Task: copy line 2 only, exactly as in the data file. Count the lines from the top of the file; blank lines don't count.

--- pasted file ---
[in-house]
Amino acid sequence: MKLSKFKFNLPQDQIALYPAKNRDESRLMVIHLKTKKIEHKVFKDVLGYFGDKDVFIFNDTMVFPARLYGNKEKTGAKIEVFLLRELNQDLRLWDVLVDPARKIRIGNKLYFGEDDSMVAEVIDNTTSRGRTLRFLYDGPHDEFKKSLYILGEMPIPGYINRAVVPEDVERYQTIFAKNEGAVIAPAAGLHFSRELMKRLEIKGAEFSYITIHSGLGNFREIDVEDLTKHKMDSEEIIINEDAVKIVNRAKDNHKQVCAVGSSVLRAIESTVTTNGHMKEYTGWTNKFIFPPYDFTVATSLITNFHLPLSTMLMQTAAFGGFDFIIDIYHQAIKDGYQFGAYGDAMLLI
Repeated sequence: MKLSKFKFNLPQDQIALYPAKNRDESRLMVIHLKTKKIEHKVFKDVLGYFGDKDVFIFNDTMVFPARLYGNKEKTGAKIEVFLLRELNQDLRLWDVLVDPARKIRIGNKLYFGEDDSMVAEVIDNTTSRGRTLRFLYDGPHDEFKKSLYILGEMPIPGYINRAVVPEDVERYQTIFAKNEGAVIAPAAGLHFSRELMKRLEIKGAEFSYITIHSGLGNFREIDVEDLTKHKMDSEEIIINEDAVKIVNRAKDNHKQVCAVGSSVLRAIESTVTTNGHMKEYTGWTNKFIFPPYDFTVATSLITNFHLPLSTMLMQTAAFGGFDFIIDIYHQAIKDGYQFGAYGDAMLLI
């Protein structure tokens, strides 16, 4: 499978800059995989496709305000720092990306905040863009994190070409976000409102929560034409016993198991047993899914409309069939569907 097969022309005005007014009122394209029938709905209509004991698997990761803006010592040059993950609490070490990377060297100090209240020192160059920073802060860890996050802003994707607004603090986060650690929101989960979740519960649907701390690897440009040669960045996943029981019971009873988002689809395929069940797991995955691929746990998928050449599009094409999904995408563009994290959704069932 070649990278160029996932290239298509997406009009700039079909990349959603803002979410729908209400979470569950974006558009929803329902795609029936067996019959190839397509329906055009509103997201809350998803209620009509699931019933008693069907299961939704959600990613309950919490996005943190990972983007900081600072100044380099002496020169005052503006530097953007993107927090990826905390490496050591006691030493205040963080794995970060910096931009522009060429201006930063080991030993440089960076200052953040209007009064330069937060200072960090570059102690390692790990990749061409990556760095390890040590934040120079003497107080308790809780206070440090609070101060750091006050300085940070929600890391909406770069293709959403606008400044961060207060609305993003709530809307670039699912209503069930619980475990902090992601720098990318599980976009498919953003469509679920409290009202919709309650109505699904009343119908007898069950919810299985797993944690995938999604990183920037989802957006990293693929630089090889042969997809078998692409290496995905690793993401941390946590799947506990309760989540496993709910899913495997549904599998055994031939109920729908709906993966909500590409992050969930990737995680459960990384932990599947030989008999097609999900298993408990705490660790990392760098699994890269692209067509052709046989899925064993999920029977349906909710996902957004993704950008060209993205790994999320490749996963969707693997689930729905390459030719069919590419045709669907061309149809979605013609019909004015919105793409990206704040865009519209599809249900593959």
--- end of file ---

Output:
Amino acid sequence: MKLSKFKFNLPQDQIALYPAKNRDESRLMVIHLKTKKIEHKVFKDVLGYFGDKDVFIFNDTMVFPARLYGNKEKTGAKIEVFLLRELNQDLRLWDVLVDPARKIRIGNKLYFGEDDSMVAEVIDNTTSRGRTLRFLYDGPHDEFKKSLYILGEMPIPGYINRAVVPEDVERYQTIFAKNEGAVIAPAAGLHFSRELMKRLEIKGAEFSYITIHSGLGNFREIDVEDLTKHKMDSEEIIINEDAVKIVNRAKDNHKQVCAVGSSVLRAIESTVTTNGHMKEYTGWTNKFIFPPYDFTVATSLITNFHLPLSTMLMQTAAFGGFDFIIDIYHQAIKDGYQFGAYGDAMLLI